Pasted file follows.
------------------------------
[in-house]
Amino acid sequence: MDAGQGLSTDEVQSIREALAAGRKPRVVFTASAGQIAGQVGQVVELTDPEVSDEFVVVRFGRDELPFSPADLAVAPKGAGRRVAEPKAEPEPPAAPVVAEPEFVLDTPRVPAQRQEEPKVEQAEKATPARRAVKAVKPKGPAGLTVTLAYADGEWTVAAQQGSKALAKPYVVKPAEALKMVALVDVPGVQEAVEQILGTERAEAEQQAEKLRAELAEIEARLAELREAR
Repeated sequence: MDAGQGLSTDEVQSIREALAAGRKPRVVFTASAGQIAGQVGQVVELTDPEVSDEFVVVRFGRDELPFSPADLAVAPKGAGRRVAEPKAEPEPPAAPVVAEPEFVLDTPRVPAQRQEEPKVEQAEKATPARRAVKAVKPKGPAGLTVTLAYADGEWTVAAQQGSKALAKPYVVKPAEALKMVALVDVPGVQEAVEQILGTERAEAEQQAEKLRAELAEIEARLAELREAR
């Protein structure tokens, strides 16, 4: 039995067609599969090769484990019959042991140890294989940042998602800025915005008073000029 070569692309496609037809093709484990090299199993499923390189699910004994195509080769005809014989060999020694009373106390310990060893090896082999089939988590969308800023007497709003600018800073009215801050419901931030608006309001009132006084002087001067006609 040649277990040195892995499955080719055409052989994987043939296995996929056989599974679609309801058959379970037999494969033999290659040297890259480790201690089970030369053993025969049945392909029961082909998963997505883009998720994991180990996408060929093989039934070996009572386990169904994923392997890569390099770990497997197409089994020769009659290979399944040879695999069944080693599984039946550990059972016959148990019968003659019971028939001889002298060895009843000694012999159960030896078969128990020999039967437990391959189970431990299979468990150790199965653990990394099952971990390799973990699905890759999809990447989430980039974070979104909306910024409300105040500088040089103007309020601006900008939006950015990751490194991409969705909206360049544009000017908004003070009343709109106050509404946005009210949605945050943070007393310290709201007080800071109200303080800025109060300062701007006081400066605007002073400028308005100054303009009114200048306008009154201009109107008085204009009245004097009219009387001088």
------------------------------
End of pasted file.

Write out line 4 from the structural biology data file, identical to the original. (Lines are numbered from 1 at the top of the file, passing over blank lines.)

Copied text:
């Protein structure tokens, strides 16, 4: 039995067609599969090769484990019959042991140890294989940042998602800025915005008073000029 070569692309496609037809093709484990090299199993499923390189699910004994195509080769005809014989060999020694009373106390310990060893090896082999089939988590969308800023007497709003600018800073009215801050419901931030608006309001009132006084002087001067006609 040649277990040195892995499955080719055409052989994987043939296995996929056989599974679609309801058959379970037999494969033999290659040297890259480790201690089970030369053993025969049945392909029961082909998963997505883009998720994991180990996408060929093989039934070996009572386990169904994923392997890569390099770990497997197409089994020769009659290979399944040879695999069944080693599984039946550990059972016959148990019968003659019971028939001889002298060895009843000694012999159960030896078969128990020999039967437990391959189970431990299979468990150790199965653990990394099952971990390799973990699905890759999809990447989430980039974070979104909306910024409300105040500088040089103007309020601006900008939006950015990751490194991409969705909206360049544009000017908004003070009343709109106050509404946005009210949605945050943070007393310290709201007080800071109200303080800025109060300062701007006081400066605007002073400028308005100054303009009114200048306008009154201009109107008085204009009245004097009219009387001088």